The energy-dependent Western half of the country may be suffering from slumping energy prices and the East is yet to feel the export tailwind from a lower loonie, but that doesn’t faze CBRE Hotels’ dealmakers who have seen first-hand an increase in activity across the country.
CBRE, which calculated dealmaking in the hotel sector accounted for 211 trades and $1.3 billion worth of assets changing hands in 2014, predicts a similar amount of deals this year with the total value reaching as high as $2 billion.
That’s the assessment of Toronto-based Bill Stone, executive vice-president of CBRE Hotels and lead author on the firm’s inaugural first-quarter hotel sector briefing.
“I think the transaction volume will be higher in terms of dollars, but I think I would see probably relatively comparable number of trades,” Stone said. “We do anticipate some larger transactions taking place that skew the total transaction volume.”
The anticipated $1.5 billion to $2 billion target for 2015 would also translate into higher average price per rooms, which last year totalled $97,000.
“I am just really encouraged by the pace of activity this year. We really do think it is going to be a banner year for transaction activity.”
Last year, Western Canada punched above its weight, accounting for 39 per cent of deal volume, while Central Canada made up 56% of deals and Atlantic Canada came in at five per cent.
Stone does not see the balance shifting dramatically eastward as many would assume, given the energy shocks Alberta and Saskatchewan in particular are currently suffering.
“I think there are opportunities and the market was pretty overheated,” he said of Western Canada’s hotel sector. “I’m not sure that pricing has come down a whole lot. I just think that it has made the availability of hotel product that much greater.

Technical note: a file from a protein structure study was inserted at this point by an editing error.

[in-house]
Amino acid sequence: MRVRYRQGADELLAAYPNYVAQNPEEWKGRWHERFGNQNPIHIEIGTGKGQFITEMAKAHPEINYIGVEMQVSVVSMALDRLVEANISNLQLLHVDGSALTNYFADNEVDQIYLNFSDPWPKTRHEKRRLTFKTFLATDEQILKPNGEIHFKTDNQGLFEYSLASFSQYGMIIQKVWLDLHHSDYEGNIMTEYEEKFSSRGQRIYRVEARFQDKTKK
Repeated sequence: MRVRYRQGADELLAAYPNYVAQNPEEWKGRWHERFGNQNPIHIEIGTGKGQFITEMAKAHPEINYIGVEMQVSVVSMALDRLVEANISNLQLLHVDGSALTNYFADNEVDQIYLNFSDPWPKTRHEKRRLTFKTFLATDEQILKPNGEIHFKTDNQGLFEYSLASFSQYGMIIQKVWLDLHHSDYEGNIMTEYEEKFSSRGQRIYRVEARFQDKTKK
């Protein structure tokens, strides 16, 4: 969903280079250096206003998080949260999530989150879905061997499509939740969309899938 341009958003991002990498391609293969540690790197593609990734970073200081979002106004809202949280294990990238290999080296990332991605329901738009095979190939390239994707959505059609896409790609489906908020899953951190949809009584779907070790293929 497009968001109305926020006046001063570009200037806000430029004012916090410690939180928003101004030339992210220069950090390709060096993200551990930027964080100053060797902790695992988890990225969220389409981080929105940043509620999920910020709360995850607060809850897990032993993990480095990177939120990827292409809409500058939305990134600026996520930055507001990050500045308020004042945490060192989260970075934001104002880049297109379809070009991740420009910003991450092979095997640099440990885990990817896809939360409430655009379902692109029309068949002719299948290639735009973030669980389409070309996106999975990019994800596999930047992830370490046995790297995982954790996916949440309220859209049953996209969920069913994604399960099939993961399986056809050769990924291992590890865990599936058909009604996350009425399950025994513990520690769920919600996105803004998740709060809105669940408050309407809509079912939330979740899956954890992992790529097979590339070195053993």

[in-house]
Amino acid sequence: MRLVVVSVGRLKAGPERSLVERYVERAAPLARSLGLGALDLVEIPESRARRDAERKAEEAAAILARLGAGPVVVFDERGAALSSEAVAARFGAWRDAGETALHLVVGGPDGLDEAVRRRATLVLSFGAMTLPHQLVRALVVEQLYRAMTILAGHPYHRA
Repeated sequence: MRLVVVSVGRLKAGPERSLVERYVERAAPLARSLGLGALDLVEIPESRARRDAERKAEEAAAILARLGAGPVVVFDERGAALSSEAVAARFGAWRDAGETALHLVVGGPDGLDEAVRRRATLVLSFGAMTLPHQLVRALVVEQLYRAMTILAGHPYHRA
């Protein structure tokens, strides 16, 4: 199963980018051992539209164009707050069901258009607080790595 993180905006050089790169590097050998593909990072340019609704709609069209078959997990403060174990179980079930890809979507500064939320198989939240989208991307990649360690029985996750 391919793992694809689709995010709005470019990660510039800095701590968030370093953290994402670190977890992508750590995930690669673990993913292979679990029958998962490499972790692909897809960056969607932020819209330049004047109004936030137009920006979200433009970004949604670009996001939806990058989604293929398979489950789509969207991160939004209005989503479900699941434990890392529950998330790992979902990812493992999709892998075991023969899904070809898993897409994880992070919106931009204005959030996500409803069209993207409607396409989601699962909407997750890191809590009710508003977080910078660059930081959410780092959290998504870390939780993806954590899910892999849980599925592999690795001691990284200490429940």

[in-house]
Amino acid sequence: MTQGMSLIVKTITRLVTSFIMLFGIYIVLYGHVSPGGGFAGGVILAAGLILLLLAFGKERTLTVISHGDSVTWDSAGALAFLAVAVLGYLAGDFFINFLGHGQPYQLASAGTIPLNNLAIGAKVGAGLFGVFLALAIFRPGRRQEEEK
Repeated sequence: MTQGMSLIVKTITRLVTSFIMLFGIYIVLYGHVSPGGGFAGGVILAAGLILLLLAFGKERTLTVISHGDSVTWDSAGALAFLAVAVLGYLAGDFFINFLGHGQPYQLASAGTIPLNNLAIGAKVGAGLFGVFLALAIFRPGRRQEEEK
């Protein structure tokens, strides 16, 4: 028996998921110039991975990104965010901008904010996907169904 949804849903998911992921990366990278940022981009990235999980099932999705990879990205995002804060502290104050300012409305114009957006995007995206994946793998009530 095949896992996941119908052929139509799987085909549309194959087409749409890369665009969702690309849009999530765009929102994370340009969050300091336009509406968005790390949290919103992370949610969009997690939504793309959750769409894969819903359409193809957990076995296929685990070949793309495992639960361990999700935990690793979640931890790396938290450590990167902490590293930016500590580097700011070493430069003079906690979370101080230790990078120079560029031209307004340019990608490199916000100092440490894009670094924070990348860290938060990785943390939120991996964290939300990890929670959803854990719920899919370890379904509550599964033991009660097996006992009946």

“To date, we have not seen distress in the market, so it is just an opportunity for people to get in where they may not have been able to buy before.”
He is hesitant to predict just how much hotel properties will come down in slumping markets such as Alberta, given how valuations are market- and property-specific. “The difference between an oil market and a gas market in Alberta could be substantial.”
Alberta was a busy place for deals in 2014 and Stone expects “they will come close” to last year’s tally in 2015. “It is early days right now, but I know what we are involved with right now and so I’m optimistic.”
That’s even in the face of a “tighter financing environment” for Alberta in CBRE’s estimation. “I think lenders in this market still will back quality sponsorship, experienced groups, hotels that have a decent amount of equity going in the deal. . . . And track record is key.”
Stone added he was meeting with a lender group this week that is looking to finance a new hotel development in Alberta. The prospective project is winding its way through the approval process. “Business is still going on, again backing skilled sponsorship.”
Potential buyers in the West are also not expecting oil at $50 a barrel to be a long-term reality with a bounceback in prices coming sooner rather than later. “Absolutely. With the commitments that we are seeing by investors into the market, I think that that is what they are anticipating.”